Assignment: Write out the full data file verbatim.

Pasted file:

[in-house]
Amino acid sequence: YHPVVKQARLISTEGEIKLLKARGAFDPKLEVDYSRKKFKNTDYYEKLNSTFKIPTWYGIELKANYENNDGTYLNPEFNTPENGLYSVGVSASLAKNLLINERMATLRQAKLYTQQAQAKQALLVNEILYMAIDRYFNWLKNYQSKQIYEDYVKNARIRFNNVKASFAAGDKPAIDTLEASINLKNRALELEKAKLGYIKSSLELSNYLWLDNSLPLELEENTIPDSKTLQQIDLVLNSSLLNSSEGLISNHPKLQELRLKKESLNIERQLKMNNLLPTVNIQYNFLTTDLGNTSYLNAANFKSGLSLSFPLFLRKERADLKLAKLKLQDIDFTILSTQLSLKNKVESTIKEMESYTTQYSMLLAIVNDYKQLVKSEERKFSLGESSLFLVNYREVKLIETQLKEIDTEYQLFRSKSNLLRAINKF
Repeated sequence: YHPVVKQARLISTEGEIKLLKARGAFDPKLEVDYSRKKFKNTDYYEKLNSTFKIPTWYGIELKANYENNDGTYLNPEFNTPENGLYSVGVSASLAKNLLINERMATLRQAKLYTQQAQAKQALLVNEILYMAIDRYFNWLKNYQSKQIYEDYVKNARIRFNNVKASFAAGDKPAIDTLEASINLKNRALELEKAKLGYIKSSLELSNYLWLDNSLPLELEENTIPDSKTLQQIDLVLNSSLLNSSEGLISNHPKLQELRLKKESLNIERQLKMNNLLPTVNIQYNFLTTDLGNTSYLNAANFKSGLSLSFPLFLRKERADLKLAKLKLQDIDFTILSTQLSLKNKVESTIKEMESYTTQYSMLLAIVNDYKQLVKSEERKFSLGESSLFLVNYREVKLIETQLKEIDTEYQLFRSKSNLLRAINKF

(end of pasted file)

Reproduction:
[in-house]
Amino acid sequence: YHPVVKQARLISTEGEIKLLKARGAFDPKLEVDYSRKKFKNTDYYEKLNSTFKIPTWYGIELKANYENNDGTYLNPEFNTPENGLYSVGVSASLAKNLLINERMATLRQAKLYTQQAQAKQALLVNEILYMAIDRYFNWLKNYQSKQIYEDYVKNARIRFNNVKASFAAGDKPAIDTLEASINLKNRALELEKAKLGYIKSSLELSNYLWLDNSLPLELEENTIPDSKTLQQIDLVLNSSLLNSSEGLISNHPKLQELRLKKESLNIERQLKMNNLLPTVNIQYNFLTTDLGNTSYLNAANFKSGLSLSFPLFLRKERADLKLAKLKLQDIDFTILSTQLSLKNKVESTIKEMESYTTQYSMLLAIVNDYKQLVKSEERKFSLGESSLFLVNYREVKLIETQLKEIDTEYQLFRSKSNLLRAINKF
Repeated sequence: YHPVVKQARLISTEGEIKLLKARGAFDPKLEVDYSRKKFKNTDYYEKLNSTFKIPTWYGIELKANYENNDGTYLNPEFNTPENGLYSVGVSASLAKNLLINERMATLRQAKLYTQQAQAKQALLVNEILYMAIDRYFNWLKNYQSKQIYEDYVKNARIRFNNVKASFAAGDKPAIDTLEASINLKNRALELEKAKLGYIKSSLELSNYLWLDNSLPLELEENTIPDSKTLQQIDLVLNSSLLNSSEGLISNHPKLQELRLKKESLNIERQLKMNNLLPTVNIQYNFLTTDLGNTSYLNAANFKSGLSLSFPLFLRKERADLKLAKLKLQDIDFTILSTQLSLKNKVESTIKEMESYTTQYSMLLAIVNDYKQLVKSEERKFSLGESSLFLVNYREVKLIETQLKEIDTEYQLFRSKSNLLRAINKF